So, when Uncle Mel starts to shake his head and pout the next time the subject of illegal wiretapping comes up (Just can't keep your mouth shut, can you?) send along this easy-to-understand video designed to make the complicated sound simple for even the least astute of your family relatives. Look Auntie Anna, it's a cartoon! With snuggly talking bears! (Warning: The viewer must be able to understand the concept of irony.)

Lauri in York

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Friday, February 15, 2008

This will be a day long remembered: House Ds stand up to Bush

The president has said that American lives will be sacrificed if Congress does not change FISA.

But he has also said that he will veto any FISA bill that does not grant retroactive immunity.

No immunity, no FISA bill. So if we take the president at his word, he’s willing to let Americans die to protect the phone companies. --Senator Edward Kennedy

Finally, finally, finally. Like an abused spouse who finally says, "Enough," the House Democrats stood up to the fearmongers at the White House and went on a ten-day recess without approving a FISA modification bill. The bill that the White House wants would allow surveillance to take place without a court order and would grant retroactive immunity to telecom companies. As a result, the temporary Police America Act will expire tomorrow.

Glenn Greenwald has coverage here, and Daily Kos has coverage here and here.

Andy in Harrisburg

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Thursday, February 14, 2008

U.S. Senate does something right. Don't get used to it.

It wasn't all doom-and-gloom this week in Washington. Yesterday the U.S. Senate passed a bill to require the CIA to use the Army Field Manual as its guide on interrogations, effectively banning waterboarding. Senator Casey voted for the bill, Senators Specter and McCain- a victim of torture at the hands of the North Vietnamese- voted against it, and Senators Clinton and Obama did not vote.

The bill passed, 51-45, but faces a veto threat from the Emperor, errr, the President.

Wait, wait, for the last year, I could have sworn it takes 60 votes to pass a bill in the Senate. (/snark)

Andy in Harrisburg

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A plague on both their houses: Senate Republicans, Democrats assault Constitution, pass bad FISA bill

Updated and bumped, Thursday at 10:50am: Good segment on Countdown with Keith Olbermann last night featuring Professor Jonathan Turley of George Washington University.

Turley: "The Senate is actively working with the White House to cover up a crime." Ouch.

Amnesty for mega-corporations and surveillance without a court order carried the day yesterday in the Democrat-led Senate. A majority of senators from both parties, who take an oath to uphold the Constitution when they are sworn into office, voted down all amendments that would have brought the FISA bill into line with that pesky ol' Fourth Amendment and would have held rich telecom companies responsible for breaking the law.

As we poke through the smoldering ruins, the burning question is, "How did Specter, Casey, and the three senators running for president vote?" Here's the breakdown:

The Dodd amendment: To strip telecom amnesty from the bill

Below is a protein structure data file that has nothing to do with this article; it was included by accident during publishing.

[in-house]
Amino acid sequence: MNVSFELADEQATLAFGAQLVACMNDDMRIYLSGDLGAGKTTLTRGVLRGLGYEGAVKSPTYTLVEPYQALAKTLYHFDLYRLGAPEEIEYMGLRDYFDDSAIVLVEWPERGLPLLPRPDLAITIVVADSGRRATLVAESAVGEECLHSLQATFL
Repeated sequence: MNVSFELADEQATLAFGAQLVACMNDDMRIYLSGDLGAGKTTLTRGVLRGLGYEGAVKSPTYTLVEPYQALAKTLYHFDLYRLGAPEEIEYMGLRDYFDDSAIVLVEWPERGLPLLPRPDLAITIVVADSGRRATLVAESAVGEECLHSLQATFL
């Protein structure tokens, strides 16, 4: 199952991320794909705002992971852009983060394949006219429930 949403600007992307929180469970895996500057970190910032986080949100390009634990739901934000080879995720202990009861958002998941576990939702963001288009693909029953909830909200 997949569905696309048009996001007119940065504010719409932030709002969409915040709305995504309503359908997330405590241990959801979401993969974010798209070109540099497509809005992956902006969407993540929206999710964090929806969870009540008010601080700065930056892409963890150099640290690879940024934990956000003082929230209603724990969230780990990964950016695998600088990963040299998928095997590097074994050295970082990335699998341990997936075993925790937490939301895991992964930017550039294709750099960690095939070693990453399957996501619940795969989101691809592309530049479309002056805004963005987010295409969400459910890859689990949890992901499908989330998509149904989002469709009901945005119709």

Yeas: Casey, Obama
Nays: Specter, McCain
Not voting: Clinton
Failed, 31-67

Feingold-Dodd amendment: Ban on bulk collection, require individual court orders
Yeas: Casey, Obama
Nays: Specter, McCain
Not voting: Clinton
Failed, 37-60

Feingold-Webb-Tester amendment: Require a court order if the government knows one person is in the U.S., unless it is an emergency or a known terrorist
Yeas: Casey, Obama
Nays: Specter, McCain
Not voting: Clinton
Failed, 35-63

Final passage
Yeas: Specter, Casey, McCain
Not voting: Clinton, Obama
Passed, 68-29

Glenn Greenwald has more:
It's worth taking a step back and recalling that all of this is the result of the December, 2005 story by the New York Times which first reported that the Bush administration was illegally spying on Americans for many years without warrants of any kind. All sorts of "controversy" erupted from that story. Democrats everywhere expressed dramatic, unbridled outrage, vowing that this would not stand. James Risen and Eric Lichtblau were awarded Pulitzer Prizes for exposing this serious lawbreaking. All sorts of Committees were formed, papers written, speeches given, conferences convened, and editorials published to denounce this extreme abuse of presidential power. This was illegality and corruption at the highest level of government, on the grandest scale, and of the most transparent strain.

What was the outcome of all of that sturm und drang? What were the consequences for the President for having broken the law so deliberately and transparently? Absolutely nothing.

Now the ball is in the House's court, which is dealing with it today.

Andy in Harrisburg

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Wednesday, February 13, 2008

Are you pre-pregnant? Read this!

To any who would cry foul at the idea that sexism is still alive and well today, I would point to the latest tactics of th so-called “pro-life” movement. By shifting the attention to the fetus, they are trying to drive home the fact that the woman has, since conception, become a mere vessel for the child. Her life becomes secondary to that of the fetus she is now carrying. In fact, regulations by the CDC suggest that all women should consider themselves “pre-pregnant,” basically preparing her body, or baby factory, to be ready at all times to be taken over, her will or consent notwithstanding, by pregnancy.